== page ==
New DEA Ruling Aimed at Increasing Addiction Treatment

Practitioners now able to prescribe, dispense buprenorphine to patients

The United States Drug Enforcement Administration recently announced a measure that will make it easier for residents in rural or underserved areas to receive treatment for drug addiction.

Among other professionals, nurse practitioners and physician assistants can now become Drug Abuse Treatment Act (DATA)-waived practitioners, granting them the authority to prescribe and dispense buprenorphine from their practices. Buprenorphine is an opioid maintenance drug, designed to lessen the effects of opioid withdrawal and other symptoms while treating an individual.

Prior to the enactment of the DATA, only physicians could treat patients with opioid addictions, and in order to do so they had to register with DEA as both physicians and operators of Narcotic Treatment Programs.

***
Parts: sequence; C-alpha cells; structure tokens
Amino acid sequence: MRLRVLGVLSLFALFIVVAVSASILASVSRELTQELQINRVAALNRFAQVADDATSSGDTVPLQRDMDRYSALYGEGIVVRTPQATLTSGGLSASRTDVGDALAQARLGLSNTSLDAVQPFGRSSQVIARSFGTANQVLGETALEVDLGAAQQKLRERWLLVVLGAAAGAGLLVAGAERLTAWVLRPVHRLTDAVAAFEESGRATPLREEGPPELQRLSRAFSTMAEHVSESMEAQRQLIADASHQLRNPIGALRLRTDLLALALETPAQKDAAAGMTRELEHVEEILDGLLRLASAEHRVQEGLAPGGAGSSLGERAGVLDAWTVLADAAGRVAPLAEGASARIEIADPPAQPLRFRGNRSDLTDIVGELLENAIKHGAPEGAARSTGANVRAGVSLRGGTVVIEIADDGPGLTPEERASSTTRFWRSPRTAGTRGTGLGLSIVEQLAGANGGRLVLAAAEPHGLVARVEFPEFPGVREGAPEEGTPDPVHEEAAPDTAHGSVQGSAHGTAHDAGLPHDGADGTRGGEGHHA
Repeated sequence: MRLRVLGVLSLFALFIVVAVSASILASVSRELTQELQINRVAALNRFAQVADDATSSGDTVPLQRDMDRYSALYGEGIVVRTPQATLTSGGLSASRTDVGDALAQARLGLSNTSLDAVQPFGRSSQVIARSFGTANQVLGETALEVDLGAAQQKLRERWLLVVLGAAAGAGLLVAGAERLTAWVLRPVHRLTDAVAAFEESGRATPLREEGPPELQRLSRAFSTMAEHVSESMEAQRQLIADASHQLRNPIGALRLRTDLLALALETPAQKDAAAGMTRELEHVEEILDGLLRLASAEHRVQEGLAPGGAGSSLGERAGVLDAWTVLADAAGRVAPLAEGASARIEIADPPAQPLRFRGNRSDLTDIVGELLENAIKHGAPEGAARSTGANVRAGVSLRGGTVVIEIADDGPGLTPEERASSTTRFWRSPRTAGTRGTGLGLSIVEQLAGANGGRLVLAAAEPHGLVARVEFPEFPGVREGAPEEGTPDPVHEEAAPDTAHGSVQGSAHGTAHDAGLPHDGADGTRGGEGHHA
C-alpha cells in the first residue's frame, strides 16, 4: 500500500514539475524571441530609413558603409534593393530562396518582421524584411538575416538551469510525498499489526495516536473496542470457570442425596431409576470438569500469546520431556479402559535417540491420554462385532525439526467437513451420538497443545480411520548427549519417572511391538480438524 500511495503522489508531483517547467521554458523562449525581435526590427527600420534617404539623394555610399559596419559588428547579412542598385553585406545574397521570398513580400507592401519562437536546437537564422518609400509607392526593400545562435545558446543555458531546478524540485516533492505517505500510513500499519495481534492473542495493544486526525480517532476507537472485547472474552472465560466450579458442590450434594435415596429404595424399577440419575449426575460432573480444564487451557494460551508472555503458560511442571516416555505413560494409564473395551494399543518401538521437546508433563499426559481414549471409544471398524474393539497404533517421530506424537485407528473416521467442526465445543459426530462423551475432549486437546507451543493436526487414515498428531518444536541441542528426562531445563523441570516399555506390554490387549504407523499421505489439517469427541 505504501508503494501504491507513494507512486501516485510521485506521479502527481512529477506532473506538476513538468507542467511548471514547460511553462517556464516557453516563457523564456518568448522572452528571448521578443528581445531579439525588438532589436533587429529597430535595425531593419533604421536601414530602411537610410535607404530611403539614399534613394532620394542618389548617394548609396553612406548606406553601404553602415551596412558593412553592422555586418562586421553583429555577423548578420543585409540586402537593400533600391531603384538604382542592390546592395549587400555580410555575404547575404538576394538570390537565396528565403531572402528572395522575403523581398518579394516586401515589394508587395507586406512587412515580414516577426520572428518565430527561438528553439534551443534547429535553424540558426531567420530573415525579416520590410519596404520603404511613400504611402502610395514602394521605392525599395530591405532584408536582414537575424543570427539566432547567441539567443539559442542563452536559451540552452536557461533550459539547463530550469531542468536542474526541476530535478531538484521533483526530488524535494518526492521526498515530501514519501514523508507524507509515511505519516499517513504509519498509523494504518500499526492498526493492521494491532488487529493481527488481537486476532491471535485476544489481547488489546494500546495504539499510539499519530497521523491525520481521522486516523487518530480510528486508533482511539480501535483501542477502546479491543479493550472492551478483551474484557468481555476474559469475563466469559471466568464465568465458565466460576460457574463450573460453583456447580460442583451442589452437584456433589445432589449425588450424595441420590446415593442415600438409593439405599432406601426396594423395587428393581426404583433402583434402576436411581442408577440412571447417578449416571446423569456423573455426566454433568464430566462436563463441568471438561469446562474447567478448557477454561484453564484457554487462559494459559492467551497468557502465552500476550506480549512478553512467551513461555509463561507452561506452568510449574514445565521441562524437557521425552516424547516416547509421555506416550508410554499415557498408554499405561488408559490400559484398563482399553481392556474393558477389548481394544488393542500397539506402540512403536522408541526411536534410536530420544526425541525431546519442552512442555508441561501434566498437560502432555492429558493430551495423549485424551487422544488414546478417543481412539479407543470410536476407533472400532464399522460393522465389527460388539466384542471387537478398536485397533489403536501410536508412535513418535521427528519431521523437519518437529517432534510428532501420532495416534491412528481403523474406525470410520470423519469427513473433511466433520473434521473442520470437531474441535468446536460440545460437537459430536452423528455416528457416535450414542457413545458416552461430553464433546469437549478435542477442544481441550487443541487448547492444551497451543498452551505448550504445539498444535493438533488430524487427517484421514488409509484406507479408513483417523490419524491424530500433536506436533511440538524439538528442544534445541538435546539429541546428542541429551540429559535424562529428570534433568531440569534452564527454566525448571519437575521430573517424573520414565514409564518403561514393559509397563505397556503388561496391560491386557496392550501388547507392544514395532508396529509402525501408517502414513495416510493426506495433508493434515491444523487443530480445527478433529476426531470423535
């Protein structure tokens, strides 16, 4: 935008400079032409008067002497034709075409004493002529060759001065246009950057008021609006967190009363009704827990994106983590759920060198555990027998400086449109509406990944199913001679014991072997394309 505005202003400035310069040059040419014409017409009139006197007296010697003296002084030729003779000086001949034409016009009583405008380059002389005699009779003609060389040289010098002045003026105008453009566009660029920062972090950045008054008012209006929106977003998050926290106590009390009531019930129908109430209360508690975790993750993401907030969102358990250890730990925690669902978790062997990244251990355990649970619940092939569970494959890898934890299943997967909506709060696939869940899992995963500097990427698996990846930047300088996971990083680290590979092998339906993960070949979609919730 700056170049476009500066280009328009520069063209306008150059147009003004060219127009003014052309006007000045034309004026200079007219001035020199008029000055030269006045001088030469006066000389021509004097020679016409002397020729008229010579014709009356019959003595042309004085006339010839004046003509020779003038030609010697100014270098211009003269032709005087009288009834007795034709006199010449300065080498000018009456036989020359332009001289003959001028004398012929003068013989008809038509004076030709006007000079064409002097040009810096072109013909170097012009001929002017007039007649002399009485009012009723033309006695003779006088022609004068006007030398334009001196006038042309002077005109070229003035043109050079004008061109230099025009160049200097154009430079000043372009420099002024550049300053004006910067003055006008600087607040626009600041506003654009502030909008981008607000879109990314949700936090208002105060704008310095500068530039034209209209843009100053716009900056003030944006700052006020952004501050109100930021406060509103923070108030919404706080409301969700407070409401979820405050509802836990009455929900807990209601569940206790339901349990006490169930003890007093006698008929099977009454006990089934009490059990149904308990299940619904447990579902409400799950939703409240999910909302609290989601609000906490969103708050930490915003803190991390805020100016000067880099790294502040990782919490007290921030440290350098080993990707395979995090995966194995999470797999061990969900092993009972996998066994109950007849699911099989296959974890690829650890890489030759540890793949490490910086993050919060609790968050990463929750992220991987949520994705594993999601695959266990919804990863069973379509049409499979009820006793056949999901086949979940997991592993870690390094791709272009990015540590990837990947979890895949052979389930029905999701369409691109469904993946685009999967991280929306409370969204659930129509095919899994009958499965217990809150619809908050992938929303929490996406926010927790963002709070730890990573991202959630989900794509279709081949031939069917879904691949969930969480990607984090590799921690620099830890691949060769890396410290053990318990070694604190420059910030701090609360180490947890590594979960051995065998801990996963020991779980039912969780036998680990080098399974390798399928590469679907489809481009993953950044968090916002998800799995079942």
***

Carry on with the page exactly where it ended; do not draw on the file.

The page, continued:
Since most DATA-waived physicians were located in or around urban centers, this made access extremely challenging for recovering addicts in rural or underserved areas.

According to a 2017 report published by the National Rural Health Association, 90 percent of DATA-waived physicians practice in urban counties, leaving 53 percent of rural counties without any prescribing physicians. At the time of the report, 30 million people resided in counties where treatment is unavailable.

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